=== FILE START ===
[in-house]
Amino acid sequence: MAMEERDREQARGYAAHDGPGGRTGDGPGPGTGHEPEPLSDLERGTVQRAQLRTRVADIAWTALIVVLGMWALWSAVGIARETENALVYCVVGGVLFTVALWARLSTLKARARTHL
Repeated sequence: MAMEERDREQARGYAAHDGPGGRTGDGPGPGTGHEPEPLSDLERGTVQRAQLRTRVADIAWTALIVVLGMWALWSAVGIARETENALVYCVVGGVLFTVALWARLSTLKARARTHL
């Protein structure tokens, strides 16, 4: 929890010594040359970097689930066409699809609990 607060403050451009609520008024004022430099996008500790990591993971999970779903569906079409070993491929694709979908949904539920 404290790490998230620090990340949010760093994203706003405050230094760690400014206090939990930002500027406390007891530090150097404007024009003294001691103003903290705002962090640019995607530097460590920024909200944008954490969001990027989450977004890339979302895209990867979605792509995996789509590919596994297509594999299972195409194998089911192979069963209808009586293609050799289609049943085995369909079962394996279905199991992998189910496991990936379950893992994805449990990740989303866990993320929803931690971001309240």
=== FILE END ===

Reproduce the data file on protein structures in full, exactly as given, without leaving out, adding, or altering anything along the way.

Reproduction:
[in-house]
Amino acid sequence: MAMEERDREQARGYAAHDGPGGRTGDGPGPGTGHEPEPLSDLERGTVQRAQLRTRVADIAWTALIVVLGMWALWSAVGIARETENALVYCVVGGVLFTVALWARLSTLKARARTHL
Repeated sequence: MAMEERDREQARGYAAHDGPGGRTGDGPGPGTGHEPEPLSDLERGTVQRAQLRTRVADIAWTALIVVLGMWALWSAVGIARETENALVYCVVGGVLFTVALWARLSTLKARARTHL
């Protein structure tokens, strides 16, 4: 929890010594040359970097689930066409699809609990 607060403050451009609520008024004022430099996008500790990591993971999970779903569906079409070993491929694709979908949904539920 404290790490998230620090990340949010760093994203706003405050230094760690400014206090939990930002500027406390007891530090150097404007024009003294001691103003903290705002962090640019995607530097460590920024909200944008954490969001990027989450977004890339979302895209990867979605792509995996789509590919596994297509594999299972195409194998089911192979069963209808009586293609050799289609049943085995369909079962394996279905199991992998189910496991990936379950893992994805449990990740989303866990993320929803931690971001309240």